Here is some information for coping at roadblocks. (Download a PDF copy here)

It is important first of all to understand that all human beings operate from learned behaviour. They do what works based on previous experience. Those in authority are adept at pushing the right buttons to elicit the response they are looking for in order to create the outcome they desire. Know
this! Behaviour can be predictable and in the case of roadblock’s, it usually is. Understand that the vulnerable amongst us can and are preyed upon. The first line of defence is to reduce any sign of vulnerability that you may be projecting. Remember that the way you are treated at a roadblock is not about you personally, so try not to internalize this. Do not make it about you. Remember also that if you get angry, you are losing control, giving away your power and immediately you lose any

credibility. Look at the behaviour of those in authority at roadblocks as simply doing what they do to achieve the results they want. You can influence the outcome by the way you respond. If anger gets the best of you, you will simple wait longer, have bigger fines and achieve nothing more than making a bad situation worse. Be cognizant of this and you can influence the outcome and achieve the best-case scenario.


Be prepared. Carry provisions in your car. Water, wet towelettes, spray bottles – the current extreme heat contributes to irritation and frayed tempers!

Have a plan in place that if you are driving with children that there is someone you can call who can quickly come to you, collect your children and remove them from the situation. Women and mothers feel more vulnerable and therefore react badly when their children are present in a difficult
situation. Remove the children from the equation if at all possible. This will free a mother up to focus on dealing with the situation more calmly.

If told to pull over, do so, switch off your car and ensure it is parked safely with handbrake applied. Only if safe and appropriate to do so, step out of the car non- confrontationally and calmly. The reason for this is that if you are sitting down and someone is hovering above you, you automatically feel intimidated. Standing up will shift the balance of power and enable you to feel more assertive.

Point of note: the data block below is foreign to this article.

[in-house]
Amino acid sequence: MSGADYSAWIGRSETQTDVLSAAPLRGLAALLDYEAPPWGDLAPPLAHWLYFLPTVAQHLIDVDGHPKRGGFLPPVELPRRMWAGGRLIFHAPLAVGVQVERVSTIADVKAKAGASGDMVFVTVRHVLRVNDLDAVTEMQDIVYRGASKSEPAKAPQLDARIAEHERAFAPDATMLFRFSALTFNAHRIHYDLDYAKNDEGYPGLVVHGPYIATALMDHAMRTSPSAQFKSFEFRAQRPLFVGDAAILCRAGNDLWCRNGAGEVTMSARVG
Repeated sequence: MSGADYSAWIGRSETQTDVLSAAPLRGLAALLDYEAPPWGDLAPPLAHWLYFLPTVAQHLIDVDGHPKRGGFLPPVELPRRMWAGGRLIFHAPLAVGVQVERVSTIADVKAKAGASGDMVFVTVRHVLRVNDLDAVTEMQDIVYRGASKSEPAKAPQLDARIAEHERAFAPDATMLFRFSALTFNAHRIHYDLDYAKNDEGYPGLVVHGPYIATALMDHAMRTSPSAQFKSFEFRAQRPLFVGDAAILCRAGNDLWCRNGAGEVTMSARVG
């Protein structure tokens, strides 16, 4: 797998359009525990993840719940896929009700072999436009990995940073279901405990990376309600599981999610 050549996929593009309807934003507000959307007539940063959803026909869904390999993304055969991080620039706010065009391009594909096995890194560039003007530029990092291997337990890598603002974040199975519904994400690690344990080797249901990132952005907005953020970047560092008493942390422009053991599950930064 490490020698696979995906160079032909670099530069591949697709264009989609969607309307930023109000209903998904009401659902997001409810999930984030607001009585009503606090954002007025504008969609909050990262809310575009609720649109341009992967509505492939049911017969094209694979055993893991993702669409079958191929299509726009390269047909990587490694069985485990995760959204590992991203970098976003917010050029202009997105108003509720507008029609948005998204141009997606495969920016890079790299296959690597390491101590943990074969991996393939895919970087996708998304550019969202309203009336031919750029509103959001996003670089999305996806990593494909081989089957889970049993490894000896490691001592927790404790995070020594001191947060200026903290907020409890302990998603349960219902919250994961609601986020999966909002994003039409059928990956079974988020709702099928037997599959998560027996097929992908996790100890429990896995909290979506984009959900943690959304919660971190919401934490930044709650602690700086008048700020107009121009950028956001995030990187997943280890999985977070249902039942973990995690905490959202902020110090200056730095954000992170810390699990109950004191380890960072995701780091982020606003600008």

Realise that there is a distinct difference in being aggressive and being assertive. Aggression is confrontational and angry. Assertiveness is the polite, calm knowledge of and speaking out of your rights. Don’t confuse the two. It is vital to remain calm and polite no matter what is being said. Easier said than done, but necessary to increase the odds of a favourable outcome. Remember that the behaviour of the police is purposeful and often designed to get you to lose control. Maintain eye contact with the officer if possible and speak calmly, quietly and clearly. Eye contact makes a connection on a human level and very few are immune to this. Always greet pleasantly. It may make a difference and remaining calm and pleasant yourself will help to keep you in control of yourself.

Remember also that anger is a natural response to any feeling of threat or injury. Know that you may not be able to control what happens in life but you can always choose your response. Being aware of this can help.

Your aim when being stopped at a roadblock is to leave it having achieved the best possible
scenario. Deep breathing reduces feelings of fear or panic. Affirming to yourself that staying calm is imperative, together with the knowledge that there are resources available to you and that behaving negatively yourself will only worsen the situation, should be helpful. Remain rational and calm and employ all the practical measures you can, so that when you are stopped, you have coping measures at hand.

The situation on the roads is unlikely to change. Coping measures are essential and it is up to each of us to learn what we can to help us feel more empowered. We hope that these tips will be helpful in helping the vulnerable among us to take back some control.

Caroline Turnbull Counsellor and Therapist

23 October, 2016

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